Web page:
SAN MATEO (05/23/2000) - Jerry Marks works full-time as a customer service manager at software developer Echo Management Group, in Oakland, California, and for years he also has volunteered his IT skills to nonprofit organizations.
He remembers, years ago, helping a shelter for battered women move its caller-referral service from 3-by-5 index cards to a computer database.
"They didn't have a sense for how it would change their operations," Marks recalls, "but it made a huge and instantaneous difference."
Using a database instead of paper meant that crisis counselors were able to match people with the information and services they needed more quickly and efficiently. As a result, the small staff could spend more time on hands-on services and less on paperwork.
IT pros across the United States are making a difference by donating their time and their skills to nonprofit groups in their communities. In recent years, volunteerism in general has been on the rise. In a 1999 study, Washington-based advocacy group Independent Sector found that more than half of adults volunteered, donating more than 19 billion hours of time, a 13.7 percent increase from 1996. The value of that work, in man-hours, equals about $255 billion.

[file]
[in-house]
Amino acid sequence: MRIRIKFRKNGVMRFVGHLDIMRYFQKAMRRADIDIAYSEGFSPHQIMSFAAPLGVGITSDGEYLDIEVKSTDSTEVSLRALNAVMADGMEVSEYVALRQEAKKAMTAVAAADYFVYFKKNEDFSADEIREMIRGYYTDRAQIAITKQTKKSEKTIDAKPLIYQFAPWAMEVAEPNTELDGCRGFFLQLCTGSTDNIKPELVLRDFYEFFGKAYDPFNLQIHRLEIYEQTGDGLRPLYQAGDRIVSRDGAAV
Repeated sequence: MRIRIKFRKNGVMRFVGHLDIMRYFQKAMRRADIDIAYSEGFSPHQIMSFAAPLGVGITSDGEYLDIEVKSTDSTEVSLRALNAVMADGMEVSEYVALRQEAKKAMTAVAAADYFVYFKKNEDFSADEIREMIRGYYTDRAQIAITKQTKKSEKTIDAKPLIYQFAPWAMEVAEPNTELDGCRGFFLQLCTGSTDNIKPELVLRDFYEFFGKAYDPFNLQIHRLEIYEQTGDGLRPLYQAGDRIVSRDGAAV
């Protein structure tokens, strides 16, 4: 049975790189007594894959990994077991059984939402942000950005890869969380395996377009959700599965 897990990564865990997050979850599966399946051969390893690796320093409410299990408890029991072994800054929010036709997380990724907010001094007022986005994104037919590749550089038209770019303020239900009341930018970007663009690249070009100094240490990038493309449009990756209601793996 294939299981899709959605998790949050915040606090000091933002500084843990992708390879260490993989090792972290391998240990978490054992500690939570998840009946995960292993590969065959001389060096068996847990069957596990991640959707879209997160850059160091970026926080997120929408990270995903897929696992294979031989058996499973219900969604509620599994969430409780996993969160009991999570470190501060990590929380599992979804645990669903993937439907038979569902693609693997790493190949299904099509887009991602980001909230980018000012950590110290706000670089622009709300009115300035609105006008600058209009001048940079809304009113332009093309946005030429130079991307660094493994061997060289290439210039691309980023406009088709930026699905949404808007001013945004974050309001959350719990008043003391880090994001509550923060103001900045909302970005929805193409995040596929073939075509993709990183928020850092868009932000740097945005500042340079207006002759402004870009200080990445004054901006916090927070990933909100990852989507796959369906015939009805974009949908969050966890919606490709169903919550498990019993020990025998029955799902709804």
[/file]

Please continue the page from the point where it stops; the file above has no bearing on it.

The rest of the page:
Technology companies are increasingly participating in the volunteerism boom.
As technology becomes more critical to organizations for communication and increased organizational efficiency, its complexity keeps simple improvements out of reach for most nonprofits that don't employ IT staffs. But through partnerships with matchmaking organizations, sponsorship benefits, and improved awareness of how IT professionals can make a difference, many are starting to make their mark by volunteering their highly specialized skills.
Making the connection
Matchmaking organizations are using the Web to put corporate sponsors, with their wealth of IT resources, in touch with nonprofits and public agencies that need skilled IT help. Groups such as CompuMentor, CharityFocus, ImpactOnline, and Voluntech pair individual volunteers with charities that need their specific expertise. Often, it is the only contact those organizations have with a trained IT professional.